A Beginners Guide to Setting up A Small Home Studio

In this tutorial Ill guide you through setting up a small home based studio. In today’s modern world you really don’t need a great deal to get going. Too many beginners run out and buy tonnes of expensive equipment thinking they will need it and then it sits there unused. In this guide I’ll go over the bare minimum you need.


The most essential aspect of your home studio is a fast reliable computer. Chances are you already have one sitting at home which you could use. Don’t stress too much over performance. If your PC/Mac was brought in the last 5 years and wasn’t incredibly cheap you should be good to go. Ensure you have some space on your hard drive to install some music software and enough room for samples and songs etc…

In regards to the Mac VS PC debate it really doesn’t matter. Use whatever you have. If you are looking for an upgrade to get more performance out of your rig, I would recommend a solid state drive. There prices have dropped dramatically in the last year and will give your rig a massive performance boost for less than £60/$100.


A DAW (short for digital audio workstation) is the software you will use to actually create, modify and compose your music. It’s the software you will find yourself using the most when producing and one of the most important pieces in your studio setup. There are a great many options to choose from. The main DAW’s out there are

  • Ableton
  • Fl Studio
  • Reason
  • Dubturbo
  • Cubase

Each option has varying pros and cons and are sold at different price points. Almost all come with a free trial, so I recommend you download a couple and see which you prefer. Be aware that each piece of software can pretty much do everything the others can do just in a different way so you won’t limit yourself by picking one over another.

VST’s (virtual synthesized instruments) are pieces of software that can be added to your DAW to perform various tasks. These could be new synthesiser, new equalizer software, compressors, distortion units and everything in between. Many are free and some are very expensive. My advice is to learn the DAW of your choice inside out and then start branching out to VST’s.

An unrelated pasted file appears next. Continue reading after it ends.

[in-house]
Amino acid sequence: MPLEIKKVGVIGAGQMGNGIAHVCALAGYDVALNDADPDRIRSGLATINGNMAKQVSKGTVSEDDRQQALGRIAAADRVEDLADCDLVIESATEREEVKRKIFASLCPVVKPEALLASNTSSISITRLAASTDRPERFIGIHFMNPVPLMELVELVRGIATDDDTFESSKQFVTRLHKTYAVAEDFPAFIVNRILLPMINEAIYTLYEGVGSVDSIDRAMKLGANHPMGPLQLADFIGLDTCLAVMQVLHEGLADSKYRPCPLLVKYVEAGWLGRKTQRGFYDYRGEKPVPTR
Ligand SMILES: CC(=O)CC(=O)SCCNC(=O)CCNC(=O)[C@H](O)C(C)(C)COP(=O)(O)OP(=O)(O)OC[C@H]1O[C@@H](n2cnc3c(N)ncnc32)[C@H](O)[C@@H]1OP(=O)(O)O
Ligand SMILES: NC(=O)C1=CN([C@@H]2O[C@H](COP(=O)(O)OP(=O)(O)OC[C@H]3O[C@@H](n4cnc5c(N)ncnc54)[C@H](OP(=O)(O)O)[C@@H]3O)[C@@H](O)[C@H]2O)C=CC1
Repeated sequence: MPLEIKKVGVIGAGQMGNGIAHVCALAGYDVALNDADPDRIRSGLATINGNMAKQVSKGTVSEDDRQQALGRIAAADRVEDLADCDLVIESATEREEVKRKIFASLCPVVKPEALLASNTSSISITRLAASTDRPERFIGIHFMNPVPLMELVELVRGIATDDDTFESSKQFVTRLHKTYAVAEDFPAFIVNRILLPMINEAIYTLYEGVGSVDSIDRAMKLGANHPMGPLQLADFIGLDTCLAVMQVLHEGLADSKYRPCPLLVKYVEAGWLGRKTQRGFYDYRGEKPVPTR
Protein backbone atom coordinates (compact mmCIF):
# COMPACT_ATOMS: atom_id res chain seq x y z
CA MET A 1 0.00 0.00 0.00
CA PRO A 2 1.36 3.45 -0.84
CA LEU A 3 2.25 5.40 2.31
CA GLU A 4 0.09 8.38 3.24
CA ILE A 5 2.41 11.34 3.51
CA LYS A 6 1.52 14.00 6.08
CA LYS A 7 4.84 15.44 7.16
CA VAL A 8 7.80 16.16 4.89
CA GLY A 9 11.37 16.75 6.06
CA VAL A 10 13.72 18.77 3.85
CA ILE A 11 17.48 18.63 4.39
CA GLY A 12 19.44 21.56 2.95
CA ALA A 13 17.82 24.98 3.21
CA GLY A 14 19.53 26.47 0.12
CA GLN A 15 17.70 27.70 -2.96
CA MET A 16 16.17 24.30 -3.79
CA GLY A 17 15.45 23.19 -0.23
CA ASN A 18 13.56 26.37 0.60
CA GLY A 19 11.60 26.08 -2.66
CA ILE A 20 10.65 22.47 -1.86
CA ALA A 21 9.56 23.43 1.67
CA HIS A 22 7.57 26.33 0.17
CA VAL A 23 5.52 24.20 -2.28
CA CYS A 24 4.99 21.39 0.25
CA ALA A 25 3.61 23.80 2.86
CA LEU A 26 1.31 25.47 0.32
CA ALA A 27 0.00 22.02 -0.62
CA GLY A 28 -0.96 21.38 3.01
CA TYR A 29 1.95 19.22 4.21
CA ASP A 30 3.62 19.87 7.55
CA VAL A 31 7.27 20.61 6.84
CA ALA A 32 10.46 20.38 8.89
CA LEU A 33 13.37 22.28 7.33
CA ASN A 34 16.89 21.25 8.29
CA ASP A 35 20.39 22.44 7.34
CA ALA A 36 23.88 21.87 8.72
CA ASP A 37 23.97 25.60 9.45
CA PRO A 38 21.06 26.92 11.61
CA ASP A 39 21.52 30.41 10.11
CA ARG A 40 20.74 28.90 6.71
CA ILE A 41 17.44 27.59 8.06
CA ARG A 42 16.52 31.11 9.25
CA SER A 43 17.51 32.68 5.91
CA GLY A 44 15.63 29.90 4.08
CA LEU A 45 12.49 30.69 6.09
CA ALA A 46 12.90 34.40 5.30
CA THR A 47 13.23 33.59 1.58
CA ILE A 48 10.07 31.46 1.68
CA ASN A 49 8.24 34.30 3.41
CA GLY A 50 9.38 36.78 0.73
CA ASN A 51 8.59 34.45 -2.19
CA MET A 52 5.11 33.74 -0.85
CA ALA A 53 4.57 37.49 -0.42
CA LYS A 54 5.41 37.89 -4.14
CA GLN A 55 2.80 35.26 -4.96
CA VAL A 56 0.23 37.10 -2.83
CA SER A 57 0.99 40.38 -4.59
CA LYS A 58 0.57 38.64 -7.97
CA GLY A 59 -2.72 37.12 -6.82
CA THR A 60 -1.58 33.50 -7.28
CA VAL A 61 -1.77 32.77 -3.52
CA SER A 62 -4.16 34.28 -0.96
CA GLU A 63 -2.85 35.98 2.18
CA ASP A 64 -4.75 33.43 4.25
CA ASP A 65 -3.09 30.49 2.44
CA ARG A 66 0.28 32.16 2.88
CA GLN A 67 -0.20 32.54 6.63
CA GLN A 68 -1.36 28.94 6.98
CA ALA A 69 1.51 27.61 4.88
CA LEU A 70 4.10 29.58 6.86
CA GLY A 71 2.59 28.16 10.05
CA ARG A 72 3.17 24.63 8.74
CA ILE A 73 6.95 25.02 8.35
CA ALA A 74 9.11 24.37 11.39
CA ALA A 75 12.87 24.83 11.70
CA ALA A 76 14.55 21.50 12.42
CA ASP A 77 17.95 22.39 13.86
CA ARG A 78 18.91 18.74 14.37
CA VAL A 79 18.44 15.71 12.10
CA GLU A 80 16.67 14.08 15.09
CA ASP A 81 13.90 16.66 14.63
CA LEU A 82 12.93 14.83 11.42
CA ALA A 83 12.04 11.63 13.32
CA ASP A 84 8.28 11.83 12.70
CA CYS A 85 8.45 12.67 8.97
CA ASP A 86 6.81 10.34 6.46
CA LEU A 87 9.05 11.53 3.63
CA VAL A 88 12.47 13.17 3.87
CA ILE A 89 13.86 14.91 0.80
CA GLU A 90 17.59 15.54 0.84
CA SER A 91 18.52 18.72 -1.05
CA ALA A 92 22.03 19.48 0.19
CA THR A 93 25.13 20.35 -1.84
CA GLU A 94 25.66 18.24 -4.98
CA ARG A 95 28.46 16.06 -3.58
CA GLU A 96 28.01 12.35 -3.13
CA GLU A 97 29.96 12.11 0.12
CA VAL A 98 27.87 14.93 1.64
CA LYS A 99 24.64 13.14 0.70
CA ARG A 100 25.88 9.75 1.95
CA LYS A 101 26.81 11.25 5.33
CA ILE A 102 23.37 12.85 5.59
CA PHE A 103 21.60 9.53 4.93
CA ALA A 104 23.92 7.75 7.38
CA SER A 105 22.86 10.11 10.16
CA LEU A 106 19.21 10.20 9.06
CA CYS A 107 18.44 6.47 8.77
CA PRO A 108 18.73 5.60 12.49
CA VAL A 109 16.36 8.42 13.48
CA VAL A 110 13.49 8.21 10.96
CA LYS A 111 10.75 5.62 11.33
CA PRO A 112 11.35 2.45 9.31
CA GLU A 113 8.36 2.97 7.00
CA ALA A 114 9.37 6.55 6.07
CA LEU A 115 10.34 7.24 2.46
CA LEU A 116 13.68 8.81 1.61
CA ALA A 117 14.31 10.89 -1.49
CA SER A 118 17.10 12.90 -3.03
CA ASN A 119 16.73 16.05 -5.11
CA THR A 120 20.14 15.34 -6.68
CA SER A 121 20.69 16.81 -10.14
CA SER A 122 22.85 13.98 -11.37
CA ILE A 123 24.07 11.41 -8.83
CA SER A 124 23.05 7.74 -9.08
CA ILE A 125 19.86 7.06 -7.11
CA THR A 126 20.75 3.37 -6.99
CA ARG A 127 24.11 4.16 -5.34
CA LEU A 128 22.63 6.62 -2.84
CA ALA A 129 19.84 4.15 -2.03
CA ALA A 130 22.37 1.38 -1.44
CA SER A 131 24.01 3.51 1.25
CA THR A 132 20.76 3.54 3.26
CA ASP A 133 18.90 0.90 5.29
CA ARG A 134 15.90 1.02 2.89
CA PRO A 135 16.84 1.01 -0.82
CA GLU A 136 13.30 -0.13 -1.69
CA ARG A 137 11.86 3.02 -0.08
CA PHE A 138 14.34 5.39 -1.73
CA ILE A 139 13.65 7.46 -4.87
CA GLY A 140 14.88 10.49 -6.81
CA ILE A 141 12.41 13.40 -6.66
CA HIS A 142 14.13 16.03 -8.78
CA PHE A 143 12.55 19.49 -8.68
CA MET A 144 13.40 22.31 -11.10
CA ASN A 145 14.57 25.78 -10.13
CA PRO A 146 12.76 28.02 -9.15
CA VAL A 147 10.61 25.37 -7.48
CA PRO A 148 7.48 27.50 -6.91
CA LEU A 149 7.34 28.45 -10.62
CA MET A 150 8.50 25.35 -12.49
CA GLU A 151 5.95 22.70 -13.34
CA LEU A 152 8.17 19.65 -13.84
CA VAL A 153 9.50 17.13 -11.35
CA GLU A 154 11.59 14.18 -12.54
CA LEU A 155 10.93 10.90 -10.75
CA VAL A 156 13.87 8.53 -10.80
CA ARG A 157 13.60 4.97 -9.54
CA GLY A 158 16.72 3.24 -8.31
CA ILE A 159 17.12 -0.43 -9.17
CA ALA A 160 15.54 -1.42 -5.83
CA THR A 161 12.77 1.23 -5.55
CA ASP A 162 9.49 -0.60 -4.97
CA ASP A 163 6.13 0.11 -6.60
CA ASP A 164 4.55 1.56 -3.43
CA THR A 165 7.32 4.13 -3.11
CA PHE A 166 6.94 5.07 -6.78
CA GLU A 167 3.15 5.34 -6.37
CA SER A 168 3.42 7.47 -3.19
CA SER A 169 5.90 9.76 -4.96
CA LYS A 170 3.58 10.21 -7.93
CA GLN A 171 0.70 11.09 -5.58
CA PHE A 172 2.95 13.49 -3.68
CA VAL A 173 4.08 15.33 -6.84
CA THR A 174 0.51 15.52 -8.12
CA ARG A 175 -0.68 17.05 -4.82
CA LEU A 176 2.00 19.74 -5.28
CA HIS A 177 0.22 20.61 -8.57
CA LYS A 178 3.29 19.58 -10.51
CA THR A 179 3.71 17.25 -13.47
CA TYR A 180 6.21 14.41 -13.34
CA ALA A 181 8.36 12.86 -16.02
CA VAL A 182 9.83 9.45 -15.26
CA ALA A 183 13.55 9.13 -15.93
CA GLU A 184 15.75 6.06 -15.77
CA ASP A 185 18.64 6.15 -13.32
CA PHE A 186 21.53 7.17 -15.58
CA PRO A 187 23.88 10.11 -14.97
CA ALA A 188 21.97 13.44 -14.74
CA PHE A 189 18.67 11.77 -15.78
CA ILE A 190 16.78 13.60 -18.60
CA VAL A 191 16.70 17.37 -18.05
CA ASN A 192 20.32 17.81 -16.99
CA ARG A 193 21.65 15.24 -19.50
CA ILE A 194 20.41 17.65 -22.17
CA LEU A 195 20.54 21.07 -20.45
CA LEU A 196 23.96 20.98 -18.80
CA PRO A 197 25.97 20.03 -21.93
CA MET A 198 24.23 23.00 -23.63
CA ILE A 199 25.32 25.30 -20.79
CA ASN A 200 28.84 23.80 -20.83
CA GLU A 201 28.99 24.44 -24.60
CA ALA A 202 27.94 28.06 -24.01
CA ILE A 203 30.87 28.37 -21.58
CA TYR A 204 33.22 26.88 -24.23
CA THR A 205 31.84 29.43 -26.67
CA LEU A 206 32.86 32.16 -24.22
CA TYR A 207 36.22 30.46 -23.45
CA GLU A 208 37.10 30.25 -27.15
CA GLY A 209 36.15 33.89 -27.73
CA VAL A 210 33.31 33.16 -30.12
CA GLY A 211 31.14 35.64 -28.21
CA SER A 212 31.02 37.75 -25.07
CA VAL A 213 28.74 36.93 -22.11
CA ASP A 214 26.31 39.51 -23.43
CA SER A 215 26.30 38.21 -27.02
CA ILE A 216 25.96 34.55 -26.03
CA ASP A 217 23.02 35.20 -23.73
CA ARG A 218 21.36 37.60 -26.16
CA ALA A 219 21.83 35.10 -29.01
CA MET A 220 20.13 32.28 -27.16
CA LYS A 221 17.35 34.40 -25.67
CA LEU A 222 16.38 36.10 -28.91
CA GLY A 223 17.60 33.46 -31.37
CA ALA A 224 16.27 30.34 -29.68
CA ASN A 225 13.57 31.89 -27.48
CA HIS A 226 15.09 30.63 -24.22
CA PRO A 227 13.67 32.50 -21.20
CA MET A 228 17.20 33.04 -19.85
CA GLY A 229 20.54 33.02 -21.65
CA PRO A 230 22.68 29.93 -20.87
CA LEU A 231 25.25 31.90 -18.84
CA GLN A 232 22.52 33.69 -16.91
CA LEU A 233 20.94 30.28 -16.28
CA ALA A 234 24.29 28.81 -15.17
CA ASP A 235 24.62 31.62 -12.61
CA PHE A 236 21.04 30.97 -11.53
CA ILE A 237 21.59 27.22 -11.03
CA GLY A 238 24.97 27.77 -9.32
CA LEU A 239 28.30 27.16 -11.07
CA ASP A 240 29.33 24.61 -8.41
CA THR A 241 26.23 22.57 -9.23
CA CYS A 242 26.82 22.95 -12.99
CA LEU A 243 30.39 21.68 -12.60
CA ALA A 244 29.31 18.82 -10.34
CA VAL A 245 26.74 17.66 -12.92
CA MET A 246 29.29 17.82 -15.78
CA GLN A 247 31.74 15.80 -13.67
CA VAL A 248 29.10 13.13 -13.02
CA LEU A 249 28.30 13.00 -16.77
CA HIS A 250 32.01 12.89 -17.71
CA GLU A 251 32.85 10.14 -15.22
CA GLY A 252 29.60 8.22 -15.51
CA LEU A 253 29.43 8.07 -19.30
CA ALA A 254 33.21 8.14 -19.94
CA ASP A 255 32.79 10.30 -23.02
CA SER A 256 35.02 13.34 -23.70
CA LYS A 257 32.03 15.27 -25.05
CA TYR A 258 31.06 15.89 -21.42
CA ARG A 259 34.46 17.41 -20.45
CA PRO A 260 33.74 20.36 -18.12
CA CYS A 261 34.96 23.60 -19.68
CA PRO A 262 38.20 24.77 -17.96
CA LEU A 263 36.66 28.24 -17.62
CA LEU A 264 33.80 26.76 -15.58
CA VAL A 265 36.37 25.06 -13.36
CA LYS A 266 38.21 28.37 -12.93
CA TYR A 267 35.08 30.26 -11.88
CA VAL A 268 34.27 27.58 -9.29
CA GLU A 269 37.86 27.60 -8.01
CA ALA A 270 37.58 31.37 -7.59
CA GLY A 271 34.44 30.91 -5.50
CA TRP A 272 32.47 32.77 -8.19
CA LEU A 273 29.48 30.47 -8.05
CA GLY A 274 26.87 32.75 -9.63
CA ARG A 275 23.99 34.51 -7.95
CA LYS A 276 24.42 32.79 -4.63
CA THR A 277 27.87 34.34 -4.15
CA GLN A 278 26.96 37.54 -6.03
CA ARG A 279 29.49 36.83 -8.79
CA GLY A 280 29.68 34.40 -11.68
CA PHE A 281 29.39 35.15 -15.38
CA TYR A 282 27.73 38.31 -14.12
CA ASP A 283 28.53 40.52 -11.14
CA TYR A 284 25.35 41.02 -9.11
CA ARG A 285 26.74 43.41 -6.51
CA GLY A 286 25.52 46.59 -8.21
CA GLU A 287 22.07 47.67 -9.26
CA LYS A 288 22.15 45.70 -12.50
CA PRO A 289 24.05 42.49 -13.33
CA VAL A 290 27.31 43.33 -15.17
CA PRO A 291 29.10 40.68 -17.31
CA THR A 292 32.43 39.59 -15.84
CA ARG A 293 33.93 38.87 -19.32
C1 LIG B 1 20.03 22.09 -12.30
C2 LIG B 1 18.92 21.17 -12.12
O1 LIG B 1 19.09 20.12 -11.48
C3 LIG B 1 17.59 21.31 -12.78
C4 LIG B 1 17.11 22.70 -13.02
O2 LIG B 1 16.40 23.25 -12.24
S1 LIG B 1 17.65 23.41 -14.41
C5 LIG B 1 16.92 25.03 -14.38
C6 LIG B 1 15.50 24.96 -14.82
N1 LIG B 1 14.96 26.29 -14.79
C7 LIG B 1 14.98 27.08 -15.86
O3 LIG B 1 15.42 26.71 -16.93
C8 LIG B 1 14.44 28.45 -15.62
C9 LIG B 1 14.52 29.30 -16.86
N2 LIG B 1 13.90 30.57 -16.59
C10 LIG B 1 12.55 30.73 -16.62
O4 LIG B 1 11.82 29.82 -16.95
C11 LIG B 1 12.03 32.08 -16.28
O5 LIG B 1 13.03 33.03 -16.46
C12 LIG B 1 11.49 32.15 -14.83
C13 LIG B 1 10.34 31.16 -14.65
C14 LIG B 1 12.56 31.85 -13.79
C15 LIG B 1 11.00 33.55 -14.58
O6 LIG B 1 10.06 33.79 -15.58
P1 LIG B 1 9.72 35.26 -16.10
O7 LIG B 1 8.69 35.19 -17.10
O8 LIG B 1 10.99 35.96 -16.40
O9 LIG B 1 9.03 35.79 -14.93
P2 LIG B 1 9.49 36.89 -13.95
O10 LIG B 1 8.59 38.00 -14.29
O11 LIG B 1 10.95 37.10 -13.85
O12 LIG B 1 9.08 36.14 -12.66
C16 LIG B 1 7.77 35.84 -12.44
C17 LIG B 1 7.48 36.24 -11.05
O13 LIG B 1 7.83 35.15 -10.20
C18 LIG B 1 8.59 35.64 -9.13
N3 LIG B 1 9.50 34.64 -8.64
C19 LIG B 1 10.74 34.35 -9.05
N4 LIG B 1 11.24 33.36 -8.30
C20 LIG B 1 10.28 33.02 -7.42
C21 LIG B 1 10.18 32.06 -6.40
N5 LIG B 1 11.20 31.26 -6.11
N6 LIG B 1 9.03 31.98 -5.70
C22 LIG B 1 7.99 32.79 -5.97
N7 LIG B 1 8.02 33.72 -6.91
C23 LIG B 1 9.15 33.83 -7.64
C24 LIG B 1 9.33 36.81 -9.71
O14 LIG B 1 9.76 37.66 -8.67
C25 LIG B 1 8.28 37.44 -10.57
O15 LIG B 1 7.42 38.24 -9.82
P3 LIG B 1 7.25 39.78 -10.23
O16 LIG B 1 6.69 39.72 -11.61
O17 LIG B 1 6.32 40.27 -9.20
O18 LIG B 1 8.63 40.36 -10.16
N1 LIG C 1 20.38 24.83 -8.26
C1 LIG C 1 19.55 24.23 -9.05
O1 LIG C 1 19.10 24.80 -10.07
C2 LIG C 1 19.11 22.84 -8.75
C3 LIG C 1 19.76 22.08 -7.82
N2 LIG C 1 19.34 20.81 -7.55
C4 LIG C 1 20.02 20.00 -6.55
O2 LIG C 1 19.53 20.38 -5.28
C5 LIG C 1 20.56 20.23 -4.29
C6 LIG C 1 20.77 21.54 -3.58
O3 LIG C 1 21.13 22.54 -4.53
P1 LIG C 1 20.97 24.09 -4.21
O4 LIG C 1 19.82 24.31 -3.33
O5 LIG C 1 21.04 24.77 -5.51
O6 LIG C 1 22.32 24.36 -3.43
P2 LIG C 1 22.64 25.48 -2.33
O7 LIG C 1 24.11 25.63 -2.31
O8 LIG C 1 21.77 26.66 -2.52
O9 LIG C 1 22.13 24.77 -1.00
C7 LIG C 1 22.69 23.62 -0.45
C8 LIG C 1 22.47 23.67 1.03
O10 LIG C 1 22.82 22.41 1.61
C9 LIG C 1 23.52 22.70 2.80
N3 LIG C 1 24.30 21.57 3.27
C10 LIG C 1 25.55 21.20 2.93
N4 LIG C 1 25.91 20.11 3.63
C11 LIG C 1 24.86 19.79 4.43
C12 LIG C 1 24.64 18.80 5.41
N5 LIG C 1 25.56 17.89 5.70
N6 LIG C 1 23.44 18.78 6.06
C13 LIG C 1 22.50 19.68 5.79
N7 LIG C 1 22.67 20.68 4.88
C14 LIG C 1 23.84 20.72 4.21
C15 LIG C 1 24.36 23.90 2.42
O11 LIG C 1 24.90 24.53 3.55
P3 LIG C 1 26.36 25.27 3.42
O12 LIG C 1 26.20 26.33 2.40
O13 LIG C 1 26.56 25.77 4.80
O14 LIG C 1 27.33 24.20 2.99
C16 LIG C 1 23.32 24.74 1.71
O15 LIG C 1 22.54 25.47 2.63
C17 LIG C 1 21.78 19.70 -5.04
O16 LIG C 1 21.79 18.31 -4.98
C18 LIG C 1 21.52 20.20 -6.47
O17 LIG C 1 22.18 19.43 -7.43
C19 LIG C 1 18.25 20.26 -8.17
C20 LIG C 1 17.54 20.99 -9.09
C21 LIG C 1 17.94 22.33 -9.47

The Audio Interface

The audio interface is the connection between your computer and any devices you would like to include such as keyboard, speakers, mixers etc… It is completely up to you to choose a viable interface that is within your price range. Many modern computers come with fairly decent sound cards that should suit your need out of the box.


Don’t rely on your Hifi speakers when producing music; they will lie to you. What I mean by this is Hifi speakers are designed to make music as enjoyable as possible. Many do this by altering the audio signal coming into them. For example most speakers make the bass more pounced. Therefore when producing you may feel that you have enough bass on a track while in reality there is hardly any at all. When the track is transferred to an IPod or car system it will sound completely different.

A monitor is a speaker that outputs the audio signal exactly how it without any alteration. If your track sounds good on a monitor it will sound good on any system. This makes monitors essential to any serious studio. There are many to choose from again at very different price points. Take a trip down to music store and listen to them with your favourite tracks. Ask the store clerk to help you out with your purchase. Time spent here will pay off big time.

Well that’s it a very basic studio and ready for you to create the next masterpiece. Happy producing!